One recent article (Administration Seeks Overhaul of Patent System) on the patent system upcoming reform had me smile with relief. At last, people with common sense tackling the USPTO problem.
The idea that:
Reform legislation […] should require the applicants to conduct a thorough search of related patents and technical journals, and then explain why the patent being sought represents a significant innovation beyond previous ideas in the field
had me wondering if anyone read my own blog entry on the subject where I was suggesting that exact same thing. A quick look at my blog stats made clear that this was unlikely and that this idea germinated independently in mine and their minds. Not surprising: it’s just common and practical sense after all.
One thing I haven’t thought about is the following:
The patent office is experimenting with the concept of opening the examination process to outsiders, inviting public peer reviews. On June 15, Mr. Dudas said, the patent office will begin a pilot project for open reviews of software patents. The patents in the pilot program will be posted on a Web site, and members of the public with software expertise will be allowed to send the patent office technical references relevant to the patent claims.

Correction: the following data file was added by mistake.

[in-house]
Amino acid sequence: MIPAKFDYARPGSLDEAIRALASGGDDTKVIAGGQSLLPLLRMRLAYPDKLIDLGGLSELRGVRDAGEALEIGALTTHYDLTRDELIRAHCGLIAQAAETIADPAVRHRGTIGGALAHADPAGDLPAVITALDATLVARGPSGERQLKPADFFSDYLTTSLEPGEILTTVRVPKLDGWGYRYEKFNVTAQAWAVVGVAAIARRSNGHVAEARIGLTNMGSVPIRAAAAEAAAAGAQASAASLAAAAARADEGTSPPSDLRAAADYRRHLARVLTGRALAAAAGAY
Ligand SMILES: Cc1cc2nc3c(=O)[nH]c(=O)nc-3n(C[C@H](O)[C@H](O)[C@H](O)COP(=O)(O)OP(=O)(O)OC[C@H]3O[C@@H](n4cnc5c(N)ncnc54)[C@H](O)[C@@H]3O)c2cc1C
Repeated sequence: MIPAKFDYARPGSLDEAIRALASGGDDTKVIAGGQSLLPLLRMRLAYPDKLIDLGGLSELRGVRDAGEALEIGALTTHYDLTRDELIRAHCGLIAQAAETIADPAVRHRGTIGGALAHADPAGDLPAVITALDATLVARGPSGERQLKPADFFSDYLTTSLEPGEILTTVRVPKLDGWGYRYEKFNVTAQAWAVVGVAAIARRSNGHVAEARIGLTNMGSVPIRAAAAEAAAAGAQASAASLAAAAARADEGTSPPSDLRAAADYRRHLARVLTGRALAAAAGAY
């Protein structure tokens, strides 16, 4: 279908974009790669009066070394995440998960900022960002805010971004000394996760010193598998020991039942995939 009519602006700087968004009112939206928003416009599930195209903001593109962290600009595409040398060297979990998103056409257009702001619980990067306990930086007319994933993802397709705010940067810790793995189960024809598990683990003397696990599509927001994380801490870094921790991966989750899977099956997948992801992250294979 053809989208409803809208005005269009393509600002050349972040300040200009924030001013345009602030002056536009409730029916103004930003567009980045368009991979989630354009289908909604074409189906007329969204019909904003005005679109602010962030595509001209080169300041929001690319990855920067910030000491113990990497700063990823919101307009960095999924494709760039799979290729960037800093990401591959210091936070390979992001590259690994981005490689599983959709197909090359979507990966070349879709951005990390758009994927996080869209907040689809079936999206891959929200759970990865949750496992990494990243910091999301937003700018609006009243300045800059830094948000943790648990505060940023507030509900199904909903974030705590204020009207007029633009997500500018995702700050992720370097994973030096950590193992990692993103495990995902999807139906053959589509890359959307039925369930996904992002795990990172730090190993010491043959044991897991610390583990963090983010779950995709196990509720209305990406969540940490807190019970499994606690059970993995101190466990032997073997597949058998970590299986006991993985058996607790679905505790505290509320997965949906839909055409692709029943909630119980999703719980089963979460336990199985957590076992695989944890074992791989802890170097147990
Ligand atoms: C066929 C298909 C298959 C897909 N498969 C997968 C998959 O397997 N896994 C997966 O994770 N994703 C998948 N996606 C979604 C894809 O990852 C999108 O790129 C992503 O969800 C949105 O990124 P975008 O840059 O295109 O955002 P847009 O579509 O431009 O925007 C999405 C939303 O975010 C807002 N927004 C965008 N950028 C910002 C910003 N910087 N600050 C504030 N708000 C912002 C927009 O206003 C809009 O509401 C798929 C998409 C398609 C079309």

As we say on Chandler’s mailing list: “+1 to that!” and shame on me for not thinking about it since this idea of “Open Process” is something we at OSAF are trying to promote and put in practice.
Anyway, it’s a really good idea and a welcome development in the current software patent mess. I hope the experiment will bear fruits and that no special interest or company with deep pockets will try to shoot that one down.